Recorded direct with a Yamaha BBP34 using PreSonus FireStudio and PreSonus Studio One 3.
Clip 1: Master at 9 o’clock, blend at noon, dry gain at 2 o’clock, tone at 2 o’clock, drive voice in middle position (mid bump), and SUB LPF at 1 Khz
Clip 2: Master at 9 o’clock, blend at 100 percent wet, dry gain at 2 o’clock, tone at 9 o’clock, drive voice in left position (flat), and SUB LPF at 100 Hz

 

Ratings

Pros:
Sharp, modern tone options.

Cons:
Sharp, modern tone options—if that’s not your thing. The knobs were a touch loose-feeling.

Street:
$159

DSM Noisemaker Sub Atomic X-Over CMOS Bass Drive
dsmnoisemaker.com


Tones:


Ease of Use:


Build/Design:


Value:
 

In the most basic of setups, I need a few things to get by: a tuner, a compressor, and maybe a chorus pedal. After that, I might get to have some real fun by adding more colorful stomps. It’s especially enjoyable when we bassists get to use distortion or overdrive. Some dirt pedals try to keep everyone happy, but what if we are leaning toward a darker place and need something special? For the bass-playing population that lives a little closer to the edge, DSM Noisemaker has offered the Sub Atomic X-Over CMOS Bass Drive.

Red Skies at Night
The Sub Atomic pops out of its cloth bag (Save it for plectrums!) with one of the smallest footprints and the most control options per square inch I have seen on a pedal. I like a small pedal, as long as it does what it is supposed to do. And there is a lot of ground to cover within this little guy, so let’s get started.

First, the top half of the pedal has four dials that illuminate an ominous red when the pedal is engaged. I really like this feature over a simple indicator light, because it leaves no question whatsoever as to the operation mode. The four pots are tone, master, drive gain, and blend, which are pretty self-explanatory. There are also two mini toggles—one a sub-low-pass filter and the other for drive voicing—that are nestled between the dials, which provide some additional EQ options. These are most likely controls you won’t change on the fly that often, since they are really tightly packed into this tiny pedal.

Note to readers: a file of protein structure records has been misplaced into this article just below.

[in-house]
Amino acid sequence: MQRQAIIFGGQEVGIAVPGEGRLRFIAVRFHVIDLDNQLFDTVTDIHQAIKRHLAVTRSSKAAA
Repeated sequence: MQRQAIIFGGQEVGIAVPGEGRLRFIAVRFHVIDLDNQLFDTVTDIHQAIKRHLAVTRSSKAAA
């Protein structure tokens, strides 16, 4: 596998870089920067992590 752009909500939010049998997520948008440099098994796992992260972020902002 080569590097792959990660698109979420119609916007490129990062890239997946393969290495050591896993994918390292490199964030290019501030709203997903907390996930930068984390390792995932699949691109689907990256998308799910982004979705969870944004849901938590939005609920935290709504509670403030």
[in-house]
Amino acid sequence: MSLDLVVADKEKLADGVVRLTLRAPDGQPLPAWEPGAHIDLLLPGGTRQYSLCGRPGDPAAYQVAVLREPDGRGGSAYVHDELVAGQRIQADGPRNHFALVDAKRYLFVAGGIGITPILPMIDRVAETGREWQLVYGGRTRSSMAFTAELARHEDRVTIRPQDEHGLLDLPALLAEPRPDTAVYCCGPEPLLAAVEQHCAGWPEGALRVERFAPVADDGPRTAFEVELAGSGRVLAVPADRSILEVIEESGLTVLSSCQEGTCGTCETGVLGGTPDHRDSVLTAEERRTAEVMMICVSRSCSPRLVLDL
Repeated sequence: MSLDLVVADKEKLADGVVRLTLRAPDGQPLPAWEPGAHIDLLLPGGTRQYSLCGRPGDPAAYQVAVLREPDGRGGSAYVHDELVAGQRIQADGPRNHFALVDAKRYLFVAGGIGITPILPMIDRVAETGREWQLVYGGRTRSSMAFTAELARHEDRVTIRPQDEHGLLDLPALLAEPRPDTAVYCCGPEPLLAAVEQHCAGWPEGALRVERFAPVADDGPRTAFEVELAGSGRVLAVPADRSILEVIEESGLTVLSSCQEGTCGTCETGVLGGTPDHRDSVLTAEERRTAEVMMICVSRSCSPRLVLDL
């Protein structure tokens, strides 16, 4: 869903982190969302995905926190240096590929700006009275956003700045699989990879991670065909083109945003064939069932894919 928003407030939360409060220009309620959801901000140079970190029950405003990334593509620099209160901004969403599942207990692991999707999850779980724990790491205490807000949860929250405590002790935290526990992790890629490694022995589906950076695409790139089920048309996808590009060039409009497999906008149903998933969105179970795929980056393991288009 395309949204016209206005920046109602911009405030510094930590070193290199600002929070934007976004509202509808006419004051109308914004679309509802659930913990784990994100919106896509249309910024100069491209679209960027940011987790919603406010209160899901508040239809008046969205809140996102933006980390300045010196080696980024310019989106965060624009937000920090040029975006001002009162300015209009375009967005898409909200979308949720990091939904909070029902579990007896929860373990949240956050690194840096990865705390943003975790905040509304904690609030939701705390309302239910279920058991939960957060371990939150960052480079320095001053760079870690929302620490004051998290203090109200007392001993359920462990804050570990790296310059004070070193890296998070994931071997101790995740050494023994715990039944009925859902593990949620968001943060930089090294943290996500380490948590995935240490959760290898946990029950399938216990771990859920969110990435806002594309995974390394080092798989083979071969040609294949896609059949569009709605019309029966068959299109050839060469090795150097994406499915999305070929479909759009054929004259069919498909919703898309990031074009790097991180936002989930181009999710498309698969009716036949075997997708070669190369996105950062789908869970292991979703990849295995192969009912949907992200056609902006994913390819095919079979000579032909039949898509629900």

Freq Out
I plugged the Sub Atomic directly into my DAW using a passive Yamaha BBP34, and grabbed a set of Victor headphones to get a sense of the nuances and all the tone options of the pedal. I started with everything at about noon, except the master, which found its home at 10 o’clock to match my volume when the pedal wasn’t engaged, and left the mini toggles flat. I was greeted with a Michael Anthony OD bass vibe reminiscent of the intro from “Running with the Devil.” It’s a great place to start for dirty tone, and the blend setting really helped maintain the bass’ integrity.

I found that the tones border on the higher side of the frequency spectrum overall, giving a lot of buzzy in the fuzzy.

Keeping the controls where they were, I moved the mini toggles between their three different frequency settings, and the pedal opened up a bit (or closed off, depending on how you look at it). The low-pass frequency switch moved the bottom around enough to give me a super-modern Swedish-metal tone with weight and bite.

The drive-voicing toggle is useful as well, for it gives the mix-cutting ability we need when we dive into overdriven bass tones. I found it useful when used with the blend control sparingly, keeping just enough dirt while distinctly maintaining the low-end.

Moving around with different settings on the Sub Atomic, I found that the tones border on the higher side of the frequency spectrum overall, giving a lot of buzzy in the fuzzy. There are a lot of variables within the pedal, so finding your voice and pairing it with your amp and bass may take some doing. The pedal’s controls can be dimed, but shouldthey be? For my taste, it was a bit extreme on the high-end with the tone maxed, but everything in the universe has a place, right?

Diming the tone and drive gain, and moving the drive-voicing mini toggle to the mid-bump position got me into some guitar-player tone territory. Try this setting at home with some chords and it can certainly open things up for you musically.

The Verdict
The Sub Atomic is a very focused and specialized distortion pedal that can add some zest to a modern pedalboard. If you want a cutting drive pedal in your life, it may be a place to start. Tube lovers beware: The tones here are not the warmest, but we can all branch out and try some new fuzz cocktails every now and then.